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Members Resources - Amoebic Meningitis

Amoebic meningitis

In New Zealand amoebic meningitis first came into prominence in 1968, when four young people died from Amoebic meningitis after diving in Okauia hot thermal pools in Matamata.  To date, all 10 cases seen in New Zealand since then, have also occurred in springs in the North Island, along the course of the Waikato River, between Taupo and Matamata.

Amoebic Meningitis is extremely rare, with around 300 cases reported worldwide (and three survivors) since the mid 60’s.  There are probably cases and survivors that are never reported in medical journals.  Amoebic meningitis is primarily thermophilic, and is found in fresh water ponds, lakes and rivers when temperartures are high, or is found in naturally occurring, inadequate treated (cholorinated) hot thermal water.

Given the number of people who put their heads underwater in hot pools, the likelihood of coming down with amoebic meningitis is highly remote.  Most New Zealanders adults have a high awareness of amoebic meningitis, and tend not to put their heads under water.  But children will be children. The risk, while remote, is there, particularly in untreated hot pools.   

There are many different types of Naegleria which can cause meningitis, which are everywhere there is naturally arising thermal hot water, but there are others organisms that are also implicated elsewhere in the world.  Naegleria fowleri (N. fowleri) and N lovaniensis appear to be the organisms so far implicated in New Zealand, although N australiensis and N. gruberi have also been identified.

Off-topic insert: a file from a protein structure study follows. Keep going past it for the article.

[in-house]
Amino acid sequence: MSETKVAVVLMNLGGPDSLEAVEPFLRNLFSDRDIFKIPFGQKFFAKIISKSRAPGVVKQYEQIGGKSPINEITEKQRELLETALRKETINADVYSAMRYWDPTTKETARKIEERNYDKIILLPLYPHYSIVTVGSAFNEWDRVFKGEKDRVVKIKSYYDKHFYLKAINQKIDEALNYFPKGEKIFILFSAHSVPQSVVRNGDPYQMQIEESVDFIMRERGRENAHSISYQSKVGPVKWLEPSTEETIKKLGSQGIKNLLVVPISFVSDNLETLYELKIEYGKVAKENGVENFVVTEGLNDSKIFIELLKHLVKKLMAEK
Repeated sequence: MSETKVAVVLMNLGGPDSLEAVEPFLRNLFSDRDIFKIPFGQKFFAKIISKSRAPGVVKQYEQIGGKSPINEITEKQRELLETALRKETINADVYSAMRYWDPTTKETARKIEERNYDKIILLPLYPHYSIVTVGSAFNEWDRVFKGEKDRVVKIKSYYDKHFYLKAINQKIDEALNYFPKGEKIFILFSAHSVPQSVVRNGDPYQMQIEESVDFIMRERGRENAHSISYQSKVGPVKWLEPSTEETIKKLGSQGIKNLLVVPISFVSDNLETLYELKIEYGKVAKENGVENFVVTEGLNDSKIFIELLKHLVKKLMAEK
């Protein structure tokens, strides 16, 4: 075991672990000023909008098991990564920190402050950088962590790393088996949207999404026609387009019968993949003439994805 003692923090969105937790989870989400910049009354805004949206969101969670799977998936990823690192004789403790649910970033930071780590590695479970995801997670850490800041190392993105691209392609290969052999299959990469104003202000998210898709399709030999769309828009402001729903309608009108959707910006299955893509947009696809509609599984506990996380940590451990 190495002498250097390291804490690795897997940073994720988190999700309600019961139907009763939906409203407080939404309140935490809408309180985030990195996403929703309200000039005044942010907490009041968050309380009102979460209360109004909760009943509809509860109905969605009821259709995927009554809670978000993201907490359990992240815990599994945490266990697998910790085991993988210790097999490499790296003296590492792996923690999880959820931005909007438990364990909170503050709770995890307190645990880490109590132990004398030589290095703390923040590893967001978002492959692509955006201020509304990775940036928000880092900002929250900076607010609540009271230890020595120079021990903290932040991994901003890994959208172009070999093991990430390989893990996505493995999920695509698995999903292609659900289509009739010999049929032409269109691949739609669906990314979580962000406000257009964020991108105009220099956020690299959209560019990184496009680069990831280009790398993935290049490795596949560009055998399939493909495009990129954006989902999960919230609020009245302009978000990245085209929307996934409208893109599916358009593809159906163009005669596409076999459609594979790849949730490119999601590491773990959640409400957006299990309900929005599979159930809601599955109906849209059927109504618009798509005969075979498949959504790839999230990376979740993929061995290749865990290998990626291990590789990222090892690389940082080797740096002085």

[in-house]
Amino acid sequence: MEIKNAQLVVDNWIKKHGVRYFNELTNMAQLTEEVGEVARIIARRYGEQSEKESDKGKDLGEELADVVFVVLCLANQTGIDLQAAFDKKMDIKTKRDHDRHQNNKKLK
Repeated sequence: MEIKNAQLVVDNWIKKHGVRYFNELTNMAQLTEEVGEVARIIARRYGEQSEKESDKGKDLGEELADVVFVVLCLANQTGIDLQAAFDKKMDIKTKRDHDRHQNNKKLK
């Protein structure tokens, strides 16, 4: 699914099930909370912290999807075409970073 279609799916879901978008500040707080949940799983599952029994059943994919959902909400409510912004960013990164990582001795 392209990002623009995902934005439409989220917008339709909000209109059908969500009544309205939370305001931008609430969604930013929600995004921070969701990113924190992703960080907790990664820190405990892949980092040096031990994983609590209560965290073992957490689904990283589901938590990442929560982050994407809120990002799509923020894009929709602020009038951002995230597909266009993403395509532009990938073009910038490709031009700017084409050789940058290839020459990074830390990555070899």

Amoeba will be much higher in thermal pools fed directly from untreated geothermal ground water, so if you go into hot pools out in the bush, don’t put your head under water.  If you get any water up your nose, blow it out straight away.

Amoebic meningitic, has an incubation time of 3 – 10 days according to New Zealand articles, and 1-2 days according to CDC .  Meningitis is caused when the amoebic trophozoite is forced up the nose, and directly enters the cerebral spinal fluid via nerves from the nose.  Symptoms can progress rapidly, and sometimes include:

  • severe and persistent headache
  • no appetite
  • sore throat
  • nausea and vomiting
  • seizures
  • high fever and sleepiness.

Of the ten New Zeland cases, 9 were children who presented with fever, and the one adult had no classical symptoms. 

The symptoms can progress to stupor, coma and death within 2-3 days. But be aware that classic symptoms can be absent. 

Treatment is centred around using intravenous drugs like amphotericin B with tetracycline, rifampicin, floconazole, ordinazole, itraconazole.

The New Zealand Medical Journal has two interesting articles on Amoebic meningitis.  The first is December 12, 2003 and the second is February 20, 2004.

Other organisms are implicated in Amoebic meningitis. An American medical article describes some other organisms here. here

A review from Thailand is also interestings: Here is a list of New Zealand thermal springs:

There is a book called “Hot Springs of New Zealand" here.


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